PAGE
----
IT IS with rising levels of frustration that I write in an attempt to understand what role one of the key strategies ‘Achieving vibrant and sustainable settlements’ (CS02) has in the current Local Development Framework.

CS02 recognises rates of development in rural service centres like Bowness and Windermere should be different from villages, cluster communities and open country side. In fact, CS02 even assigns targets for these settlements, with villages in each distinctive area expected to absorb 20 per cent of development.

So far so good, nobody could argue with these statements, they appear transparent and fair to all involved. In fact, I have difficulty disagreeing with any of the strategic statements.

The reality is different however and recent experience in Crosthwaite would suggest this particular core strategy is being sacrificed to meet wider development targets.

Crosthwaite is designated as a village within the Central and South East Distinctive Area. Using the figures in the Local Development Framework as a guide, Crosthwaite might expect to take one new development a year as its share of development with other villages in this Distinctive Area.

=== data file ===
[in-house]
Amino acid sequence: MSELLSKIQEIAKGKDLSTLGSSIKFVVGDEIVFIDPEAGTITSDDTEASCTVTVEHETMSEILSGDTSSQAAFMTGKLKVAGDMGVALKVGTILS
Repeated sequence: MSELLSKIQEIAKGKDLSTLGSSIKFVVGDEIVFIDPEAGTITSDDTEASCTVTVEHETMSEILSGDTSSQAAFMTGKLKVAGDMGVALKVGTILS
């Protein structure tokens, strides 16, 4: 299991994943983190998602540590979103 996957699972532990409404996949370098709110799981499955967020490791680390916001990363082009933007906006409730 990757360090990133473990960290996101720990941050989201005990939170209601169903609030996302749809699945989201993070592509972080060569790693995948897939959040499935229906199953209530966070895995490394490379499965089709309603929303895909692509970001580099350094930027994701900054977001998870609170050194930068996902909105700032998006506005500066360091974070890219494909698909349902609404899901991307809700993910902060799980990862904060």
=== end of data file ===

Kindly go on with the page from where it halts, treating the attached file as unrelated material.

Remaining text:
The reality though is somewhat different; Crosthwaite has had a total of 37 additional dwellings approved over the last eight years, more that than four times higher than Crosthwaite might have expected if the strategic guidance had been followed. In fact, 29 were approved in the last two years.

It’s no wonder then that there were 48 individual objections and objections from our parish council and The Friends of the Lakes District when yet another application to build five three- and four-bedroom houses was put forward last year.

How does this rate of development in the village fit with the policy that ‘development should be of a scale and nature appropriate to the character and function of the location in which it is proposed contributing towards meeting the needs of the local community or bring benefit to the local community’?

I and many other residents in Crosthwaite are struggling to understand what role this strategic policy has in informing planning decisions. The planning for the additional five houses was approved on the March 6.

Alan Gerrard